Skeptical Science, Hacked or Just a Hack?

Skeptical Science author Bob Lacatena wrote a 2,500 word post discussing the hacking of their web site two years ago. About the only kind of hacking he described is his own as his comments prove he is a hack. He has no idea what he is talking about. Why should you believe me, you ask? That’s simple: I hacked Skeptical Science.

Bob Lacatena writes 600 words before saying anything actually relevant to the supposed hacking. 600 words before finally writing:

To mask his identity, [the hacker] fired up a Tor browser.

Don’t bother asking what a “Tor browser” is. Bob Lacatena never says. Instead, he writes 300 words which sound like a bad high school research project on Tor. That is “Tor,” not a “Tor browser.”

Tor is software and a network which allows users to anonymize internet traffic. It can be used with almost any internet communication. That includes command line tools, messaging programs and yes, internet browsers. A “Tor browser,” on the other hand,” is just an internet browser bundled or packaged with Tor for convenience. There is no way to know a person actually used “Tor browser” rather than simply using Tor.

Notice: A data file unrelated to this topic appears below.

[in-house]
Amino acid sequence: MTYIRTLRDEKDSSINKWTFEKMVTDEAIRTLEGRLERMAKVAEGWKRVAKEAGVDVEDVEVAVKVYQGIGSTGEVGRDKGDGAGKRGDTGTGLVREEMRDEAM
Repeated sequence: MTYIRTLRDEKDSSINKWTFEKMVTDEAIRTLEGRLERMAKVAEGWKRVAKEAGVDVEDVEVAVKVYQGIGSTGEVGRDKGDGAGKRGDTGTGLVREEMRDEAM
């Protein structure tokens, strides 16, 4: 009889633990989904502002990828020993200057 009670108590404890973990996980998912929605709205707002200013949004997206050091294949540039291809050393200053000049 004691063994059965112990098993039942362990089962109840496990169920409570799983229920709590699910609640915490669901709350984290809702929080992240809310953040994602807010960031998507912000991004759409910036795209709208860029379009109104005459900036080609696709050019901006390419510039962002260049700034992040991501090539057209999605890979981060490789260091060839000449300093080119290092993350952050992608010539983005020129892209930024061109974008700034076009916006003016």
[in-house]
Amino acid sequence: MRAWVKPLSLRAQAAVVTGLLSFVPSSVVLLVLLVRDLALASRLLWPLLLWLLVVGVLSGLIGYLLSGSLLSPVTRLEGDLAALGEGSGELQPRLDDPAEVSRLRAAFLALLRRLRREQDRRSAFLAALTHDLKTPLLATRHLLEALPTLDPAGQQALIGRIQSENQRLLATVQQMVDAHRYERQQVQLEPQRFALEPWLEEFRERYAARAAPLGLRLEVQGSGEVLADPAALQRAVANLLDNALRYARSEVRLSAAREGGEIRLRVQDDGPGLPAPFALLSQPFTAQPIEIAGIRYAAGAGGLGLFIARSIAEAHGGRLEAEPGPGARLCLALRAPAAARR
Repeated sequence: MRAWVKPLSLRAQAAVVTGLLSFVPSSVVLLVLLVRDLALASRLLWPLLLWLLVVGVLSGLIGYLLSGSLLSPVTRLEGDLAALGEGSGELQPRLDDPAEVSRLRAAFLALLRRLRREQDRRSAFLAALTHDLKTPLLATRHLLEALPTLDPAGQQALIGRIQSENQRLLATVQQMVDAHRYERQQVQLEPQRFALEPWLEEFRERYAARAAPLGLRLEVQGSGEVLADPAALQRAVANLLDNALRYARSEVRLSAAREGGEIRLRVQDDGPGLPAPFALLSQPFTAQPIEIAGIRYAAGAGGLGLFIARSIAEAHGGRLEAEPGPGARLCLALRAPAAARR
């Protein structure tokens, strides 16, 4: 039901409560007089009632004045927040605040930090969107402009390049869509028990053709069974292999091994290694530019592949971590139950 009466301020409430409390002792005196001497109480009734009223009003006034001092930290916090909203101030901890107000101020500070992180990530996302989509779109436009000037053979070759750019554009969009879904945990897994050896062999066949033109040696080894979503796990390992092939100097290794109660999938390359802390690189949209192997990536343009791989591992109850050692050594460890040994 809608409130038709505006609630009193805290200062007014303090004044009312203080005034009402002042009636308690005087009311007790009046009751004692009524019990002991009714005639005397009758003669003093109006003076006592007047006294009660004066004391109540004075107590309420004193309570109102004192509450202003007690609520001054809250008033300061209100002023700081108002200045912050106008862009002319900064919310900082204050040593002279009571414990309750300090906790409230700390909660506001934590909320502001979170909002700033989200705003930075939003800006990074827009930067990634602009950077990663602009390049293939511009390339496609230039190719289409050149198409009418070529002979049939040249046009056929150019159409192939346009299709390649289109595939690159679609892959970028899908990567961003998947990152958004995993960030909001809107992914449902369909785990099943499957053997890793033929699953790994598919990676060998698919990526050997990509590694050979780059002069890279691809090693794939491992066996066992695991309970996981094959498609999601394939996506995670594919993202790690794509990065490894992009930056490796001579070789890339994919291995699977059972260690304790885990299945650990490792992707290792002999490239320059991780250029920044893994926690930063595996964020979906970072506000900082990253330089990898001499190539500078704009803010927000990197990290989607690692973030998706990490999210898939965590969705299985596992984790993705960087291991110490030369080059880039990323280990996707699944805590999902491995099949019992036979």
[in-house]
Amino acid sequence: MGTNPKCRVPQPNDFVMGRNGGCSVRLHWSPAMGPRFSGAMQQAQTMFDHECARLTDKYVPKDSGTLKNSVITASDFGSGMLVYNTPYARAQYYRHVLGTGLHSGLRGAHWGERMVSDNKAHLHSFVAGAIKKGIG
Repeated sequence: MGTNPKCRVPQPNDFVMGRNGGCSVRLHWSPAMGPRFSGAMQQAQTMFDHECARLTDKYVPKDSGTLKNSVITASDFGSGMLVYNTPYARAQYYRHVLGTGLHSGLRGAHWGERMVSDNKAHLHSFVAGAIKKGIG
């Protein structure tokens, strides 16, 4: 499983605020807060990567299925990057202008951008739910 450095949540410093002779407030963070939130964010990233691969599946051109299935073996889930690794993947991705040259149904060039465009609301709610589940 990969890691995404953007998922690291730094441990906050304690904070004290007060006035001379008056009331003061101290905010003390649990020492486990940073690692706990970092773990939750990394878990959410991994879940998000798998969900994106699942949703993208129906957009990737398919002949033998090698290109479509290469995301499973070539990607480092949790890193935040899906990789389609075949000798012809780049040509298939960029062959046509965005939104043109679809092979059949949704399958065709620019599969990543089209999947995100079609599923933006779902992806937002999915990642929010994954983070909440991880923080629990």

A minor issue? Perhaps. However, that ten word sentence is the only meaningful information Lacatena offers about this hack. After his hundreds of words discussing what Tor is, he says:

Safe in his room, buried under layers of onions, focused on his screen, probably with a caffeinated drink and a snack beside his keyboard on his desk, the hacker comfortably and earnestly began his work.

More than a month passed, certainly not uneventfully, but without any knowledge on our part that we’d been hacked.

What happened to the hacking? One minute the hacker “fired up a Tor browser” and “began his work.” The next minute they’d “been hacked.” We never find out what happened in between. We just get more than a thousand more words telling us nothing of value and a, “To be continued…”

Fortunately, Bob Lacatena responded to several comments left on his post. The relevant one for this post came when a user asked if Skeptical Science could block Tor. He responded:

Yes to blocking Tor IP addresses, and many web sites do, but building the map is a huge task. Generally you have to pay to get a good Tor IP list, or you can get a less reliable and complete list for free. Just google it.